Now, when I say "too complex" that needs to be qualified. It will always be possible to solve problems, but the more complex they are, the more time it takes. And if it gets to a point where it takes so much time that it's not worth it, well then that's going to be a dilemma.

It's probably fair to say that users are pretty comfortable with software on their computer. It's a familiar environment, and while there are failures sometimes, those problems can be solved by you or "your geeky friend". Everything you need to fix the problem is found in your Emergency Kit, your DVD repository of software, fully legal software if you run open source. In the worst case, reinstall the OS and you're golden.

But since the advent of the internet, we have taken this one step further. "Technology" is all about hiding the complexities of the systems behind OK/Cancel dialog boxes. It's about making complicated things appear simple. And that's a wonderful achievement. The "early internet" *was* simple. Web and email are both remarkably simple technologies, there isn't a whole lot that can go wrong. And I think that to a common user, web and email are transparent enough to understand when it does fail. "Server not found, hm is my internet connection working? Is my network cable plugged in? Is the little light on my DSL modem lit?"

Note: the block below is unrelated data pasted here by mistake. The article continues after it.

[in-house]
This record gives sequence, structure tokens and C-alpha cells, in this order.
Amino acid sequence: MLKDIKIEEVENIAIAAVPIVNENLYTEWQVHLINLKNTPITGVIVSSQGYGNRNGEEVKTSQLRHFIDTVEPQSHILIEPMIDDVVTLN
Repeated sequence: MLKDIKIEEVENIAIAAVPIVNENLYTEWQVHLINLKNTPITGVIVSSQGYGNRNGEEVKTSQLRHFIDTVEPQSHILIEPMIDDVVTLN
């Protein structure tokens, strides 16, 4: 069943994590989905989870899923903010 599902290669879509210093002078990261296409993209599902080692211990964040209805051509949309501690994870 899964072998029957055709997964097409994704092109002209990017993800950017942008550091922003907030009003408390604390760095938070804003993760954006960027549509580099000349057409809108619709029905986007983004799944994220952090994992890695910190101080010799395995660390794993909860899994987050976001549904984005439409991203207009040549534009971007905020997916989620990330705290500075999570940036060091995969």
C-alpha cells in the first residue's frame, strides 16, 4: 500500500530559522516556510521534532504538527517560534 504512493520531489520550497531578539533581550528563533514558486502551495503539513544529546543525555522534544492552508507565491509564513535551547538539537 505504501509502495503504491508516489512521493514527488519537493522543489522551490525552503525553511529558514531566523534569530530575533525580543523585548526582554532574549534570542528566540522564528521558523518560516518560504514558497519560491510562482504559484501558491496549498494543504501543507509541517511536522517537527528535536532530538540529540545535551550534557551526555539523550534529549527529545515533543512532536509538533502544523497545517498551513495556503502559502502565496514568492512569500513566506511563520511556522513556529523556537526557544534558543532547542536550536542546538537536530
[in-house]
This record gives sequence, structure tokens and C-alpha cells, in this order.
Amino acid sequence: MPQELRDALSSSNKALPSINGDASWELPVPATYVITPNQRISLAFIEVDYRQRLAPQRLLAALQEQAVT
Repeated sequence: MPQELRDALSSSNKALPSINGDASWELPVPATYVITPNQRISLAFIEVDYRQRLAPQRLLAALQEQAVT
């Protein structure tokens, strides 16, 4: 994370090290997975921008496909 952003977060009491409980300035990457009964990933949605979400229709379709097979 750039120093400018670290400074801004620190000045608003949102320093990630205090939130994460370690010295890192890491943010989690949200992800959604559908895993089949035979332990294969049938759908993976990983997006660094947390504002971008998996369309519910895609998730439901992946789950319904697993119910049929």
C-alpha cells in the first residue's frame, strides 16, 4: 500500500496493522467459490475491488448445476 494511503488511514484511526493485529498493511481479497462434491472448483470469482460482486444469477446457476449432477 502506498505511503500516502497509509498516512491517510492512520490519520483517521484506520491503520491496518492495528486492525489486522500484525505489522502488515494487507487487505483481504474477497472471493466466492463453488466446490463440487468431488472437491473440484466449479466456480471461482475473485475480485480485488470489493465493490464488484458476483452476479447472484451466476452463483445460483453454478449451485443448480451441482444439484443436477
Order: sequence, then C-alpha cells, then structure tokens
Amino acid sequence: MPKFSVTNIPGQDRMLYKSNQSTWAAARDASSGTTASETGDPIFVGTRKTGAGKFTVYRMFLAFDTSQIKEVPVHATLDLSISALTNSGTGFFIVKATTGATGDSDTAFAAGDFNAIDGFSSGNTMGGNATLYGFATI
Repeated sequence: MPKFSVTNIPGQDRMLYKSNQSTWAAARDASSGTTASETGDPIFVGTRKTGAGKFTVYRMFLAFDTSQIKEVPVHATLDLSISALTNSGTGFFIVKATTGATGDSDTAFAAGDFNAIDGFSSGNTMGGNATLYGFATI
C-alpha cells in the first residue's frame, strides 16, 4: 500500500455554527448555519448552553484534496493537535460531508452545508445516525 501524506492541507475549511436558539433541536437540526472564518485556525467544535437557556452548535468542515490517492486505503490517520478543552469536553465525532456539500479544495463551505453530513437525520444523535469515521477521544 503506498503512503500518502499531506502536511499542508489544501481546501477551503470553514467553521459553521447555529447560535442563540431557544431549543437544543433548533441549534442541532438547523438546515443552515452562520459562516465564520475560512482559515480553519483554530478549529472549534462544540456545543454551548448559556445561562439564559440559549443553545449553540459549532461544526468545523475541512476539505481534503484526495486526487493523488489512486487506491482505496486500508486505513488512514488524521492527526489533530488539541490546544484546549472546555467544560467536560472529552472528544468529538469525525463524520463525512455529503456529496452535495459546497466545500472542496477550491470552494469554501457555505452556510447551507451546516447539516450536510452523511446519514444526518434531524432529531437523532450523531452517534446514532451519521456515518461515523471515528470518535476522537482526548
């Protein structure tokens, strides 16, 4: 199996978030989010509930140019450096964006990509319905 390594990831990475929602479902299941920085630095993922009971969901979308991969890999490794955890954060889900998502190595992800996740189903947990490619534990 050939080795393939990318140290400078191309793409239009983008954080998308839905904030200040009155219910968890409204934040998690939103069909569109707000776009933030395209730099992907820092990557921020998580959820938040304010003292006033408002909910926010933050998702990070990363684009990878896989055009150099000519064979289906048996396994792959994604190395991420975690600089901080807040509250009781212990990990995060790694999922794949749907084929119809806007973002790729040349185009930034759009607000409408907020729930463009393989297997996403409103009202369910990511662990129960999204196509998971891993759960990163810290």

Yes, it does take some basic internet literacy, but we can handle it. But that was then. Right now we have firewalls and NAT adding a new, and highly frustrating, layer of complexity to our experience. When people ask me "how come I can't connect to the forum from home but it works from work?", you can never rule out an evil firewall. When you want to play online games, transfer files over instant messaging, use peer to peer or VoIP (skype) and so on, sooner or later you have to figure out how to route NAT and how to manage your firewall.

The present internet isn't as simple as the "early internet". Web and email are still around, but we also use a lot of other things. Among them - bittorrent. Now, bittorrent is somewhat of a wonder, it's a phenomenally functional technology. It "always" works. It's slower if your network setup is suboptimal, but it works well enough to keep us happy. And so bittorrent has achieved something very precious. It has successfully covered the complexity of the system behind a simple interface. Yes, bittorrent is complicated, noone would deny that. But do you even care? No, because you don't have to.